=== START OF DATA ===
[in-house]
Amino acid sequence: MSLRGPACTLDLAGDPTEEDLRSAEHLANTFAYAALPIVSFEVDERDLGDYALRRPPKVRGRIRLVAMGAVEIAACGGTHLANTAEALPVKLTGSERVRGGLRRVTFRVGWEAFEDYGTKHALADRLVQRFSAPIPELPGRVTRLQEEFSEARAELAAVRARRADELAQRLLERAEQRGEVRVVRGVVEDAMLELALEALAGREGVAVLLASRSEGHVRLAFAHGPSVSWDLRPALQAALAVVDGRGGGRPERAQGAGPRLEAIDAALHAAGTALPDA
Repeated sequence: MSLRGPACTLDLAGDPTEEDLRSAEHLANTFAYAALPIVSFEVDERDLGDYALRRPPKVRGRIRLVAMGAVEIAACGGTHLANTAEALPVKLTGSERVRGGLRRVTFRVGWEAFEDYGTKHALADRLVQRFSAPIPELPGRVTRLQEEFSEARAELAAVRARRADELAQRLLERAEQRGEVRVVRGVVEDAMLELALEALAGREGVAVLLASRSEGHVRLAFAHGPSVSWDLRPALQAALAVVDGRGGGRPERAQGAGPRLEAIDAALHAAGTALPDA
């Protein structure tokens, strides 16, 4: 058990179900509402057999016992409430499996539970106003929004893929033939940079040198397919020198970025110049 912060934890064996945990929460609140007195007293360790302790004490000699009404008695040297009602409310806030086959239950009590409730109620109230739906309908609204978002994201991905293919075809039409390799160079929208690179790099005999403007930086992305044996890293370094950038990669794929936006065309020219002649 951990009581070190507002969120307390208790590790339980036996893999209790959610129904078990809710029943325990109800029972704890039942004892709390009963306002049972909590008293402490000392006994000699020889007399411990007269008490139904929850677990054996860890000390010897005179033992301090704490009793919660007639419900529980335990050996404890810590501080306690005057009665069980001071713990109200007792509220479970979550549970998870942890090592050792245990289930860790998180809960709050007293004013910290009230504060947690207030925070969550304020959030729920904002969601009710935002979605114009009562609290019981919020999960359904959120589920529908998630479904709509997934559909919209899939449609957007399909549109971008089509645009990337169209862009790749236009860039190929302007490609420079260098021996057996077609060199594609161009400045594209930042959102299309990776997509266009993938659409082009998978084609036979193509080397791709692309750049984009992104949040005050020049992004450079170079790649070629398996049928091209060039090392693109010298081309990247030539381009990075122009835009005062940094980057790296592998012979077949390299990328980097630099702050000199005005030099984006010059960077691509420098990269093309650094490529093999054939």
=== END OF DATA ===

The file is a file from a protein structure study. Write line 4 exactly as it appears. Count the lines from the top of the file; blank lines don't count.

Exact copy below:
């Protein structure tokens, strides 16, 4: 058990179900509402057999016992409430499996539970106003929004893929033939940079040198397919020198970025110049 912060934890064996945990929460609140007195007293360790302790004490000699009404008695040297009602409310806030086959239950009590409730109620109230739906309908609204978002994201991905293919075809039409390799160079929208690179790099005999403007930086992305044996890293370094950038990669794929936006065309020219002649 951990009581070190507002969120307390208790590790339980036996893999209790959610129904078990809710029943325990109800029972704890039942004892709390009963306002049972909590008293402490000392006994000699020889007399411990007269008490139904929850677990054996860890000390010897005179033992301090704490009793919660007639419900529980335990050996404890810590501080306690005057009665069980001071713990109200007792509220479970979550549970998870942890090592050792245990289930860790998180809960709050007293004013910290009230504060947690207030925070969550304020959030729920904002969601009710935002979605114009009562609290019981919020999960359904959120589920529908998630479904709509997934559909919209899939449609957007399909549109971008089509645009990337169209862009790749236009860039190929302007490609420079260098021996057996077609060199594609161009400045594209930042959102299309990776997509266009993938659409082009998978084609036979193509080397791709692309750049984009992104949040005050020049992004450079170079790649070629398996049928091209060039090392693109010298081309990247030539381009990075122009835009005062940094980057790296592998012979077949390299990328980097630099702050000199005005030099984006010059960077691509420098990269093309650094490529093999054939």